September 2017
Volume 17, Issue 10
Open Access
Vision Sciences Society Annual Meeting Abstract  |   August 2017
Selective attention modulates the temporal window of integration
Author Affiliations
  • Poppy Sharp
    Center for Mind / Brain Sciences, University of Trento, Italy
  • David Melcher
    Center for Mind / Brain Sciences, University of Trento, Italy
  • Clayton Hickey
    Center for Mind / Brain Sciences, University of Trento, Italy
Journal of Vision August 2017, Vol.17, 1319. doi:10.1167/17.10.1319
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      Poppy Sharp, David Melcher, Clayton Hickey; Selective attention modulates the temporal window of integration. Journal of Vision 2017;17(10):1319. doi: 10.1167/17.10.1319.

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      © ARVO (1962-2015); The Authors (2016-present)

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Abstract

Constructing useful representations of our visual environment requires the ability to selectively pay attention to particular locations at specific moments. Whilst there has been much investigation on the influence of selective attention on spatial discrimination, less is known about its influence on temporal discrimination. In particular, little is known about how attention influences two fundamental and opposing temporal processes: segregation – the parsing of the visual scene over time into separate features, and integration - the binding together of related elements. In three experiments, we tested whether selective attention to a location can influence both of these opposing processes. The first experiment used a variant of the two flash fusion paradigm in which participants were cued to a spatial location at which the target(s) were likely to appear, and subsequently had to indicate whether they had seen a single target or two rapidly presented sequential targets. The second and third experiments used a paradigm in which participants were spatially cued to facilitate detection of a target in two rapidly presented sequential displays. Crucially, there were two types of targets present in each trial: a target for the segregation version of the task, and one for integration. As such, visual stimulation was the same across trials, whereas the appropriate processing strategy depended on current goals. In all experiments, there was a strong cueing effect on accuracy, including a cueing effect on both segregation and integration. These results support the hypothesis that selective attention can influence both of these opposing processes, effectively shrinking or expanding the integration window in line with task goals. The finding has implications for arbitrating between accounts of the multiple modulatory mechanisms comprising selective attention.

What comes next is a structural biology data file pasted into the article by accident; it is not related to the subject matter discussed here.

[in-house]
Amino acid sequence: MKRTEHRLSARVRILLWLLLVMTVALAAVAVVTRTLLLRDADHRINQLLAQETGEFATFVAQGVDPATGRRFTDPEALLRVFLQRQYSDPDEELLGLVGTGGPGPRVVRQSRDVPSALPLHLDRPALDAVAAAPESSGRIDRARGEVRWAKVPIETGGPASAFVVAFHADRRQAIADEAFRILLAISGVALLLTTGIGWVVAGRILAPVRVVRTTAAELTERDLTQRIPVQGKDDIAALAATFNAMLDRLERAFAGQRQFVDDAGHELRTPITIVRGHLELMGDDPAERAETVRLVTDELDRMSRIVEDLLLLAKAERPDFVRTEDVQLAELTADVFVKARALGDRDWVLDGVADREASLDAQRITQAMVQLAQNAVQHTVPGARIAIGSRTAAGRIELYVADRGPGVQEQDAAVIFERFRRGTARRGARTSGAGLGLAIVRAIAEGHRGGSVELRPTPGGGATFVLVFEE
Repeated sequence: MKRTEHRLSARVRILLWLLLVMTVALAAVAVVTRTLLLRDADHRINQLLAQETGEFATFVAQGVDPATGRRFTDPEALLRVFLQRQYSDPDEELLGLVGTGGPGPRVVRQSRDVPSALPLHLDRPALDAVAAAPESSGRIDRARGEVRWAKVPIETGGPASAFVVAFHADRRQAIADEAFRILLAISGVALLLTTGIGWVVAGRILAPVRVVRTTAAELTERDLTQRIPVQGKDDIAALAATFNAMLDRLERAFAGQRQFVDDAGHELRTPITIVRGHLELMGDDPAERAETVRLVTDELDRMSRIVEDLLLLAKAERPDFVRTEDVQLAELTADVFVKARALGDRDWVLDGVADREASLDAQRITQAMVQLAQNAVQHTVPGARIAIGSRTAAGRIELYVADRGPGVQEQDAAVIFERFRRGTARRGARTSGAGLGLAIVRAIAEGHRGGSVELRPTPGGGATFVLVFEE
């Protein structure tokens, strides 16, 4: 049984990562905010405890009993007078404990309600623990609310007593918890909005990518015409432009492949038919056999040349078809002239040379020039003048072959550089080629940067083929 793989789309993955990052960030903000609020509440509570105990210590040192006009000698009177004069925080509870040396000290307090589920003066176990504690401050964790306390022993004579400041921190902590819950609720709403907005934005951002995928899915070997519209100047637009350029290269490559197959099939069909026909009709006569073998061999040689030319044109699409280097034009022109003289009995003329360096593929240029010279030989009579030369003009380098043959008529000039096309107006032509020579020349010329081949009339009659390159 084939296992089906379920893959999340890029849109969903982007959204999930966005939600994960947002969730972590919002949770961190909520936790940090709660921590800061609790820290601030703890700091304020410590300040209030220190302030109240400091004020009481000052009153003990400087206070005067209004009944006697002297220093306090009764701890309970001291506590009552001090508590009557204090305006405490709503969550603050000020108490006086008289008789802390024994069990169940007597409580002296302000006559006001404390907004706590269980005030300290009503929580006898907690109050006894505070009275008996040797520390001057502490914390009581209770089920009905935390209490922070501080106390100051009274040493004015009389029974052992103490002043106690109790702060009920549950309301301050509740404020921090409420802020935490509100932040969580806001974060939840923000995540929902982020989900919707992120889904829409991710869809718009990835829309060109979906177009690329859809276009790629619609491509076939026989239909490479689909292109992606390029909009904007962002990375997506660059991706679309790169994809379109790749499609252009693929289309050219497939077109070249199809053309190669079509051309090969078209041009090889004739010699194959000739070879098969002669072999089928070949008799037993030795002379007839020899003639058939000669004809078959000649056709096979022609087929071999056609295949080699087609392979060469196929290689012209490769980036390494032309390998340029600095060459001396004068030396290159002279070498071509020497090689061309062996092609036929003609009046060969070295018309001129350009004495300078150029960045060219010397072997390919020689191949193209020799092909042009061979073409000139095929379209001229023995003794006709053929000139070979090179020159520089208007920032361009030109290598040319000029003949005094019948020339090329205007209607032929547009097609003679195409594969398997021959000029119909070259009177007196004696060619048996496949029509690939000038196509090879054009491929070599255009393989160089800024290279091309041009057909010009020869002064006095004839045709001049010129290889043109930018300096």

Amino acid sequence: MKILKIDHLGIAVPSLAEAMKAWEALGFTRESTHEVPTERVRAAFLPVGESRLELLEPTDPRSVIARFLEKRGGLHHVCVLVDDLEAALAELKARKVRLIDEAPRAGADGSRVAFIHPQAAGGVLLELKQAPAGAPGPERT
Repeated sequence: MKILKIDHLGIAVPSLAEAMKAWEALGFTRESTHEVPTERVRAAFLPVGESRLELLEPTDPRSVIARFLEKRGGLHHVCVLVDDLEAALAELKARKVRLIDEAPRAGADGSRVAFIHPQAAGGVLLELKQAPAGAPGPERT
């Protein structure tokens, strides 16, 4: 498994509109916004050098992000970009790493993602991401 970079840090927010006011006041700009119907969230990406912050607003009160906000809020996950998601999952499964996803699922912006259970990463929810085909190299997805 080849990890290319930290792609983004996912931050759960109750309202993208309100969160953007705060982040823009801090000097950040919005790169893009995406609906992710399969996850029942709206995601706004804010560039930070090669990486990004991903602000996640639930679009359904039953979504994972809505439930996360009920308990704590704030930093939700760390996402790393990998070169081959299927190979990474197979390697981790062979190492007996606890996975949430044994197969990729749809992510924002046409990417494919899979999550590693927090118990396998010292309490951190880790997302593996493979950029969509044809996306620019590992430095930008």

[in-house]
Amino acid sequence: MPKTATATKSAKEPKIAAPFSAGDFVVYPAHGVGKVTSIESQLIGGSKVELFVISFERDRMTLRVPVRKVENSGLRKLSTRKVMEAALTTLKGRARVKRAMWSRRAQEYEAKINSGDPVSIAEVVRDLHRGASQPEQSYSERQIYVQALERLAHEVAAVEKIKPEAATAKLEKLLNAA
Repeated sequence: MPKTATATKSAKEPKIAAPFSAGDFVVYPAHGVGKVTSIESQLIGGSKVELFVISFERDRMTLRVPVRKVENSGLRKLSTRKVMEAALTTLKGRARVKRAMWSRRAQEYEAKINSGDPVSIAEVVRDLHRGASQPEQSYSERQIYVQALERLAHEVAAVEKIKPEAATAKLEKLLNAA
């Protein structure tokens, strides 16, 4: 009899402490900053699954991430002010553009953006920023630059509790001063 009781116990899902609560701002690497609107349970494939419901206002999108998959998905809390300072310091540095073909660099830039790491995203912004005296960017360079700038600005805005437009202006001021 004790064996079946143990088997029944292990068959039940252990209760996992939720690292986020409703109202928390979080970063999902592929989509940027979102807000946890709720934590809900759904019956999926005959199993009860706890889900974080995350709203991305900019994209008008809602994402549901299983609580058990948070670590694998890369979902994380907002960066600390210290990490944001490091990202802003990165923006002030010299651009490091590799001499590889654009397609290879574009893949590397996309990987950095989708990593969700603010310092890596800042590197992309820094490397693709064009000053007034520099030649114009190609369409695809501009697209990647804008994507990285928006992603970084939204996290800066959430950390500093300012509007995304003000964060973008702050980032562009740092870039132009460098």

Meeting abstract presented at VSS 2017

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